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Timestamp on S-Meter [extension]

This may have been discussed before but I couldn't find it on a quick search.

The S-Meter extension is great for spotting trends in QRM but where the speed is slow and timescale wide, it is hard to work out when a change or event happened. E.G. I have a noise source I don't really recognise on 40m, I want to leave the S-Meter running and look for changes around people arriving home or "on the hour" etc.

Would it be possible to have a timestamp (hint) on the scale?
Dot at UTC points would be enough, large on the hour, small at X min etc.

Or an option on the Marker Rate as "UTC hour". "UTC 30min" so that the markers line up with hour, half hour etc.

If anyone has a good way to do it already I'm happy to hear.

I could screen capture the display with clock at set intervals I suppose....

Stu

Comments

  • wsprdaemon is a nice way to get this same information over an entire day. It also plots noise by band which gives even more insight into noise time and other characteristics. Because there are two algorithms, even more information is possible than just continuous, RMS noise, e.g. T-storms have some characteristics that can be seen.
  • If you read the wsprdaemon thread you might find that I have been (clumsily) running it for a good while.
    I totally agree with it's superb features but some things it misses.
    I have some intermittent drifting switcher type noises that I want to track down.
    It might be the small battery/solar lamp about three feet from my antennas, probably should just take the battery out and see if it goes away.

    Could do with a way to log sunshine against the noise too, tiny VCO controlled by solar panel voltage on a t-piece maybe.
  • In wsprdaemon...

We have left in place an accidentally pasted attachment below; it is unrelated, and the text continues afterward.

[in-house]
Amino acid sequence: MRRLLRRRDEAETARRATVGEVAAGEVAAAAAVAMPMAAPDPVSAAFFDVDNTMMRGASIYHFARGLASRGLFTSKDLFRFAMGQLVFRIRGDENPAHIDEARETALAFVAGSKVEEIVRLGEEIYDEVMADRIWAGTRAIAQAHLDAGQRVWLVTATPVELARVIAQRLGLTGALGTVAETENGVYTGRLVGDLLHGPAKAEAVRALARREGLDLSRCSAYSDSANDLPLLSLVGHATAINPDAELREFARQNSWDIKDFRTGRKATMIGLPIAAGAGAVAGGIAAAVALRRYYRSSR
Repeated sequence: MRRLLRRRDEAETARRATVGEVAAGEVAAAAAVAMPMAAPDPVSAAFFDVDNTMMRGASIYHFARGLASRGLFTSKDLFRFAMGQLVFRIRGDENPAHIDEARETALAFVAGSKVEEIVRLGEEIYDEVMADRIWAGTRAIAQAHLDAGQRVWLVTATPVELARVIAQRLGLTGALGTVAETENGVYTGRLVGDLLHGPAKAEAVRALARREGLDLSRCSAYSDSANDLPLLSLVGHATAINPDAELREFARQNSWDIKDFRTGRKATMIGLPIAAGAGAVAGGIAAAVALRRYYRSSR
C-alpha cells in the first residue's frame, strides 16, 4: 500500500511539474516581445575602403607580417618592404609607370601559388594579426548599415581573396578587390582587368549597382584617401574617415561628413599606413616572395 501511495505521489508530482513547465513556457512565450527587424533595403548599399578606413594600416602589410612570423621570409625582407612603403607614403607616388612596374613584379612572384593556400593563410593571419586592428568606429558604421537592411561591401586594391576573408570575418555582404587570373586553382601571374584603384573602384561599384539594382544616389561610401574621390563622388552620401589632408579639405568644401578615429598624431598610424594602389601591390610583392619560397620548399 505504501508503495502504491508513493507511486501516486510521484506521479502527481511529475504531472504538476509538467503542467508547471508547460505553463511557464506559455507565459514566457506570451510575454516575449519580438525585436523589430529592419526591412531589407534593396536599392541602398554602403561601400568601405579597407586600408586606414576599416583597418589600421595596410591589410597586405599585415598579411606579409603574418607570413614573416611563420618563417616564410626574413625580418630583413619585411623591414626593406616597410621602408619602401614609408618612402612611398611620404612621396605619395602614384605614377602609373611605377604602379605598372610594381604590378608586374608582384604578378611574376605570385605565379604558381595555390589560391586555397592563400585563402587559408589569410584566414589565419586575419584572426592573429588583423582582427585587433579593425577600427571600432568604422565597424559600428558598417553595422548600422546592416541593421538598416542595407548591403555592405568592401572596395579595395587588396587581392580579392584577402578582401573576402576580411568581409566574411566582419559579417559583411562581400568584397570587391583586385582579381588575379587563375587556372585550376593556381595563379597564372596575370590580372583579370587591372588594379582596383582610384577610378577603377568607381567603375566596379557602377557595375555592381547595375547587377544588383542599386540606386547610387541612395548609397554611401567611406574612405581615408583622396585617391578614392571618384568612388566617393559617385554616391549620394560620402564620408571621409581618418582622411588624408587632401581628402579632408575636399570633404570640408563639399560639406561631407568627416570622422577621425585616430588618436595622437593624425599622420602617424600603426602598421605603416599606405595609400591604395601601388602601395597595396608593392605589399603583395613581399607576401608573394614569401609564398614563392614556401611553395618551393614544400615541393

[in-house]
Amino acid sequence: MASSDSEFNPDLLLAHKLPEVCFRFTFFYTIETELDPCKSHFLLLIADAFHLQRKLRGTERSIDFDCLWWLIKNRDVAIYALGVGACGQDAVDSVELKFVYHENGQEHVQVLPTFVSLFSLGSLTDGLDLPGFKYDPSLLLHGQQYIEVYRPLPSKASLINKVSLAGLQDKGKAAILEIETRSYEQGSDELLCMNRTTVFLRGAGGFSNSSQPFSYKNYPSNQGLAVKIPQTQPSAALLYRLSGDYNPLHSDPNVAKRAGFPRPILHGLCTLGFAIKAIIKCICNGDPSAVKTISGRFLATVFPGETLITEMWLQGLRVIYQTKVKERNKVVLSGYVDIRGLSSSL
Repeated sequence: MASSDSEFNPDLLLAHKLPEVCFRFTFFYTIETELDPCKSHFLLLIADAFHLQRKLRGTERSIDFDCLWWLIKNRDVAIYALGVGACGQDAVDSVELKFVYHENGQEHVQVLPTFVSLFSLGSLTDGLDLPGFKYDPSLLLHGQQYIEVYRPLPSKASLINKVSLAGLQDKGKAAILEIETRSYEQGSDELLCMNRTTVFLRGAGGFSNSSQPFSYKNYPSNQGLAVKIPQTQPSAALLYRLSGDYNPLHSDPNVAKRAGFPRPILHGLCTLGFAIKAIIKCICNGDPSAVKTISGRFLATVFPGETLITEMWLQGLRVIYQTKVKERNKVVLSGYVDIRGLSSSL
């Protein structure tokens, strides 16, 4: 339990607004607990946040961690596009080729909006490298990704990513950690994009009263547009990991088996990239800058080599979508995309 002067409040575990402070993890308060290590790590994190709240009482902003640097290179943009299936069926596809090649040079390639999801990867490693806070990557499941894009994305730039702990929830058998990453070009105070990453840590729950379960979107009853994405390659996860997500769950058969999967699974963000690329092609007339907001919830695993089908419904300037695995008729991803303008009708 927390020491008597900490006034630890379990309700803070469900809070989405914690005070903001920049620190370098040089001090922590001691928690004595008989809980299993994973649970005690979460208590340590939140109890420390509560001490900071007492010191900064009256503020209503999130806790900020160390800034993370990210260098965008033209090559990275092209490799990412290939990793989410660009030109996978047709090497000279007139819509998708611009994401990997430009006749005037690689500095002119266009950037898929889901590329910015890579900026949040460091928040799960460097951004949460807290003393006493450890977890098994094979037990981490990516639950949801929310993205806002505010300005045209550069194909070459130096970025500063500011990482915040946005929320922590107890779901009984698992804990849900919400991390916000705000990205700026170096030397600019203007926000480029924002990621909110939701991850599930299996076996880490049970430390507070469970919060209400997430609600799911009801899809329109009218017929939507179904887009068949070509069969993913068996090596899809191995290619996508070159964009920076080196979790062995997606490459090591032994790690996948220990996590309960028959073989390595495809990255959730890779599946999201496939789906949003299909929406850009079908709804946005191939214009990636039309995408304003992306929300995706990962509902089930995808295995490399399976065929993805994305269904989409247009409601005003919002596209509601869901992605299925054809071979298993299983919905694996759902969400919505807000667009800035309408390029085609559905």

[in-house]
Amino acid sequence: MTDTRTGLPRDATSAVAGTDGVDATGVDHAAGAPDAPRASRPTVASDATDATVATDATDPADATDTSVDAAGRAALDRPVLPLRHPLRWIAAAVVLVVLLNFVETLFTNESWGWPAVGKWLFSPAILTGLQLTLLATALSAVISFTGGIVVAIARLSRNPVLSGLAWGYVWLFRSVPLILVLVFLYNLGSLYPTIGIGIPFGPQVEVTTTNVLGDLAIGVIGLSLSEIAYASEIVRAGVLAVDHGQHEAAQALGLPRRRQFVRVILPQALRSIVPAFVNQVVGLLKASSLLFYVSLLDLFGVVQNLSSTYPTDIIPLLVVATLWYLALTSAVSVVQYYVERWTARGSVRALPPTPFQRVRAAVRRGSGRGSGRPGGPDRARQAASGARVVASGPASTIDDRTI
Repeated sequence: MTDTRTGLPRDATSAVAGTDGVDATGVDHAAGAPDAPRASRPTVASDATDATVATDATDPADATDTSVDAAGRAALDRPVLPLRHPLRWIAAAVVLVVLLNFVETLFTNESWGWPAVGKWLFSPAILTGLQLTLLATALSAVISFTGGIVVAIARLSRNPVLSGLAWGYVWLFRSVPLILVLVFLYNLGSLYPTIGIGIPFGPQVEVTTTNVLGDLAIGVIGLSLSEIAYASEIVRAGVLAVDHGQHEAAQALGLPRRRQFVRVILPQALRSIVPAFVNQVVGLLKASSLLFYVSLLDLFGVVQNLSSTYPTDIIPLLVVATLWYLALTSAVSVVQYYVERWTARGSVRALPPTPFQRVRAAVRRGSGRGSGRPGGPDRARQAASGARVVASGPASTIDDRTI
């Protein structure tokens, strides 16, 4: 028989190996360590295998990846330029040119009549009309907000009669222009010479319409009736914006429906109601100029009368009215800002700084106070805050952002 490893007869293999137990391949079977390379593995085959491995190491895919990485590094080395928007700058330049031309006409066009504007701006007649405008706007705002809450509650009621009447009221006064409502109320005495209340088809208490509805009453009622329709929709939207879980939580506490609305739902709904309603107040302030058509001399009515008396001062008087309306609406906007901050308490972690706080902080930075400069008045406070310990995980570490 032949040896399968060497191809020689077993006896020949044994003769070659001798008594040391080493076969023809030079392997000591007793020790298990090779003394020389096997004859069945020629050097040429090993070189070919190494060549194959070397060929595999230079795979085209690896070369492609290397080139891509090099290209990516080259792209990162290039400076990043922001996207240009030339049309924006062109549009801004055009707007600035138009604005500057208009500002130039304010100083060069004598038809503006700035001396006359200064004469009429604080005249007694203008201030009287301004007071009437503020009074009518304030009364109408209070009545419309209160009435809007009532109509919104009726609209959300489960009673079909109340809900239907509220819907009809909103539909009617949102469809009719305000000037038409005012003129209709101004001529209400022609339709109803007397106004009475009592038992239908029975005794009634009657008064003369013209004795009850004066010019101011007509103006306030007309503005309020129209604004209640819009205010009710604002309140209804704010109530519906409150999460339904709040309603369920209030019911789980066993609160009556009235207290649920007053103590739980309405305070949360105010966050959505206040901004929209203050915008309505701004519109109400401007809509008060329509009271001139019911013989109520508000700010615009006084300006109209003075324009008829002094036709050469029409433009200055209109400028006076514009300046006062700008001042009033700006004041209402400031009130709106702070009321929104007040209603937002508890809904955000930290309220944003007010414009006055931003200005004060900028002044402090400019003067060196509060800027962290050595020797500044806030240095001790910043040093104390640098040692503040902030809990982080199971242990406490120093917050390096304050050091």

You could do a simple mod to excecute a script on schedule. It already knows about sunrise/sunset so you could doing something based on time . Or, you could mod it to run a script on every cycle and check for sunshine and act.
  • risking some thread drift, I might add that it can be very revealing to process a sample of wideband AM or IQ from a section of spectrum that appears to be 'white' noise, yet elevated above ITU values - which is the case for many if not the vast majority of Kiwi sites. I've found that very often an FFT analysis, easily done with Audacity, often reveals heavy mains components. This is consistent with higher harmonics of SMPS noise.
    By the time one looks at higher harmonics, which may still be relatively low HF, the spectral width is such that these lines overlap and tend to hide their nature and SMPS source. Sometimes this can be heard in wideband AM as well as seen in analysis. There can be a telltale growl as contrasted to the nice 'pop' and 'crackle' of propagated noise.
    Combining self-correlation of this sort of noise along with absolute S-meter levels can be very helpful in identifying and better understanding both their presence, location and techniques to mitigate their couplings into Kiwis.
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